Walgreens shares the value of their digital, incentive-based activity and medication adherence program

By Heather Mack
02:39 pm

Walgreens’ Balance Rewards for Healthy Choices program, a set of web, app and text-based programs designed to improve medication adherence, activity and immunization, among other things, may be simple, but it appears to be working.
In addition to high engagement rates with the app and positive reviews from users, Walgreens has found the use of its Balance Rewards program, which operates similarly to an airline miles-earning program, translates to real health improvement.

“Every second we fill a prescription from a mobile device scan, we get 8- to 10,000 pharmacy chats through the smartphone and we have over 40 partners on the platform,” Walgreens Digital Division Vice President Greg Orr said during a presentation at the Digital and Personal Connected Health event at HIMSS 17 in Orlando. “We’ve now had over 3 billion points awarded and over 1.25 million connected apps and devices and about $3 million in discounts given out to people purely from tracking their behavior.”

While the tracking isn’t clinical remote monitoring, it promotes self-awareness, Orr said. And as patients learn more self-awareness and interact with the Balance Rewards program more, Walgreens learns more about their customers.

“We have a lot of data at Walgreens that can be integrated, so we start with Balance Rewards Healthy Choices data only and ask, ‘What can I draw out from that?’” said Michael Taitel, Senior Director of Health Analytics at Walgreens. “We think of what we can segment from the population, then what we can merge with pharmacy data. We may have a million people looking at trackers and walking, but how do we blend that with data about diabetics? What about those with hypertension? I can look at what prescription they are filling and see with a pretty good degree of accuracy what condition they have.”

Sharing data from a collaborative study Walgreens conducted with Scripps Translational Science Institute, Orr said Walgreens found users vastly prefer automatic reminders and tracking compared to manual logging, from activity logging to medication adherence.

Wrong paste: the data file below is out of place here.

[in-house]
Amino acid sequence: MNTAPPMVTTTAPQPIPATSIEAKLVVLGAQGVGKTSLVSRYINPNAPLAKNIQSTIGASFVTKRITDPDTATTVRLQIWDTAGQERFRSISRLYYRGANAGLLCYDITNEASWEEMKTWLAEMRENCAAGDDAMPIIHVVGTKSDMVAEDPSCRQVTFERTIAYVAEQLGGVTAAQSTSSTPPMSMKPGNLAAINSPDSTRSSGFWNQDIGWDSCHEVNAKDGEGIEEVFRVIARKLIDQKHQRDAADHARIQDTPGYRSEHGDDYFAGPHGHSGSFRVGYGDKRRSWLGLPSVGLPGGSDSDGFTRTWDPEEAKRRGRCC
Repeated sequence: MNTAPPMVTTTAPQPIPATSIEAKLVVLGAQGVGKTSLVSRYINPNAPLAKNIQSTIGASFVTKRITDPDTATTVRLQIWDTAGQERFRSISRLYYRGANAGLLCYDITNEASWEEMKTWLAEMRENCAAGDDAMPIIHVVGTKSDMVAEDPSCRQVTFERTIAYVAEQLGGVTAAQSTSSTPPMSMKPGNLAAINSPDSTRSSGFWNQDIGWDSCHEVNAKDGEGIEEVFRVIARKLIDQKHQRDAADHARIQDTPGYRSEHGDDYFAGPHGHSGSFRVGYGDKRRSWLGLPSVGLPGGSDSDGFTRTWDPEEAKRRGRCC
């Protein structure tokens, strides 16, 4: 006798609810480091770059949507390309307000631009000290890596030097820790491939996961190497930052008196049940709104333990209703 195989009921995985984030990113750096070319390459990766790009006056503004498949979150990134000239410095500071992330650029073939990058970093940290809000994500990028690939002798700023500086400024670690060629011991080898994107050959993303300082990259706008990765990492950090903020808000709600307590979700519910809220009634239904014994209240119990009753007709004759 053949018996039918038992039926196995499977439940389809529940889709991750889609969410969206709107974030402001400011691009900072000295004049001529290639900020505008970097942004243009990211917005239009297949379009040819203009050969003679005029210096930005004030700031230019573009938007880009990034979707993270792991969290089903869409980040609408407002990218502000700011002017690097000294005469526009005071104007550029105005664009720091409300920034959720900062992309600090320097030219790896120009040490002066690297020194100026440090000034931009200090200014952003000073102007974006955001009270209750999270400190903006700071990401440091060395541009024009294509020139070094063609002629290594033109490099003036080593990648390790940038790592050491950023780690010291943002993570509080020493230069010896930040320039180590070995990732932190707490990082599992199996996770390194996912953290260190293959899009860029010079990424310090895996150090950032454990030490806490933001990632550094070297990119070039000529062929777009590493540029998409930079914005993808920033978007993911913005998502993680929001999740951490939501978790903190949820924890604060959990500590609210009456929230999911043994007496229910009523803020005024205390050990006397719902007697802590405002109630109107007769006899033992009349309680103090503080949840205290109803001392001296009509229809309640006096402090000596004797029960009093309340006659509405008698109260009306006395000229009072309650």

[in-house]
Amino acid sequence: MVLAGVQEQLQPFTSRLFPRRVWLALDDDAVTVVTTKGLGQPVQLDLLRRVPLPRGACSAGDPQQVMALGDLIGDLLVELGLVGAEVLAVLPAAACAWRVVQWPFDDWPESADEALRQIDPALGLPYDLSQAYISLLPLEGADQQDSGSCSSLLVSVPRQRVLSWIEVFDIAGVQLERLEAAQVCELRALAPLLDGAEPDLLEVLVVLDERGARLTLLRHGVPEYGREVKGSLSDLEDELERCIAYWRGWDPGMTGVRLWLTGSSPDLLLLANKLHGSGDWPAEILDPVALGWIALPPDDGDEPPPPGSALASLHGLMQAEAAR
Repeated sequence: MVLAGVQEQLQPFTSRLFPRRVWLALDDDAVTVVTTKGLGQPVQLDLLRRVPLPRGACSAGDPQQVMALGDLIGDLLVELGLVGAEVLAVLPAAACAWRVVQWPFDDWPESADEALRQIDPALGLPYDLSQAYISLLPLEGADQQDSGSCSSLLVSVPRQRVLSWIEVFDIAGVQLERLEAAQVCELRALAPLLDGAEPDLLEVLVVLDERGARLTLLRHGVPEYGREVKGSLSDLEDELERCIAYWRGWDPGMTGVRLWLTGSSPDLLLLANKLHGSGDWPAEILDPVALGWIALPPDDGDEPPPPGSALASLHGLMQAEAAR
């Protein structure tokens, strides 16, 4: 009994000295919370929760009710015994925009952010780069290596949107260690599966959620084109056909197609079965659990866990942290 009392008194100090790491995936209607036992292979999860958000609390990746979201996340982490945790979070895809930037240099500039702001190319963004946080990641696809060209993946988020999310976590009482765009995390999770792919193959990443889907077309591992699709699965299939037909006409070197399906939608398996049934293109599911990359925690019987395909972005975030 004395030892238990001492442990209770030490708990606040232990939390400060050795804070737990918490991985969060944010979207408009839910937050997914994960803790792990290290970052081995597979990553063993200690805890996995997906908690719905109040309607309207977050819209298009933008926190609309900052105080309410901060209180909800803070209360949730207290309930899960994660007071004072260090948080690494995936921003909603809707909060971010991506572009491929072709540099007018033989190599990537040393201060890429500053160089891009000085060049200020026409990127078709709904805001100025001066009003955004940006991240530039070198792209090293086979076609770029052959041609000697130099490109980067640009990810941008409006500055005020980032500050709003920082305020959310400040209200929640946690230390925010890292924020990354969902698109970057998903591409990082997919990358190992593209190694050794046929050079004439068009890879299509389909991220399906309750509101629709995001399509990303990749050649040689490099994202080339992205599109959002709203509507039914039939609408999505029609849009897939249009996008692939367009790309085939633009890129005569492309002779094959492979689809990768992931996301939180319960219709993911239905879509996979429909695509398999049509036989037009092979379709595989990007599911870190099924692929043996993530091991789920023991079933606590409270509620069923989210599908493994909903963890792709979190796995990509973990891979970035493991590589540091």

The two organizations looked at activity tracking data from over 450,000 Balance Rewards Healthy Choices users, 315,000 of whom were first-timers. They found 77 percent of users manually recorded their activities and participated in the program for an average of five weeks. But those getting automatic activity-tracking from connected devices or apps stayed in the program for four times as long.

There was an initial, dramatic drop-off by about 50 percent of users by the third week, but numbers stabilized after that and those who remained tended to stay engaged.

“It drops off really quickly, and in some ways, that’s ok, because it’s an opportunity to engage those who stop participating,” said Taitel. “But the other half was still tracking, and they are tracking, on average, eight or nine activities.”

Walgreens is able to get robust datasets that show the digital extension of the pharmacy retailer’s capabilities is making a difference for those with three of the most common chronic conditions: diabetes, hypertension, and cardiovascular disease.

“We want to see how digital programs impact adherence, and then look at how adherence impacts their biometrics,” said Taitel.

Looking at the relationship between activity tracking and antihypertensive medication adherence among members aged 50 and older, those who were using the program improved their adherence by 12 percent.
“That movement is huge,” said Taitel. “That’s getting at the level of 80 percent adherence, which is what is considered a therapeutic dose.”

People enrolled in the Balance Rewards program were also more likely to keep up with their flu shots, the data showed. Compared to about 9 percent of a control group, 17 percent of those using a Balance Rewards program got a flu shot.

“That’s the difference of a more loyal, engaged patient group – they are almost 100 percent more likely to get a flu shot,” said Taitel. “Now, of course that is only tracking those who get their shots at Walgreens, so some people may be getting them elsewhere like at their doctor’s office or [a competitor]. We haven’t displaced these other options entirely.”

Taitel acknowledged that the data sets contain a lot of selection bias, and said Walgreens is looking to do more controlled studies wherein they are able to randomize by reaching people through email and text messages rather than the app, which is designed for everyone. That being said, Walgreen’s position as a retailer does offer another level of detail a traditional clinical study doesn’t.

“The unique asset of Walgreens is that we have this ability to look at point of sale data, “ said Taitel. “We can learn of more ways to engage them by what they are purchasing at the stores. So, say we already know they are diabetic and getting medication there, but what if they are also getting a lot of allergy medication? Or, what if they are buying a lot of potato chips even though they are on heart medication?”

The level of detail gets more complex from there, Taitel said.

“We have external data. We know where every patient lives, we can segment by census data, we can see educational levels … then we can look at the impact on their healthcare utilization and cost,” he said. “A lot of this is descriptive, but we do engage in a lot of studies that are empirical.”


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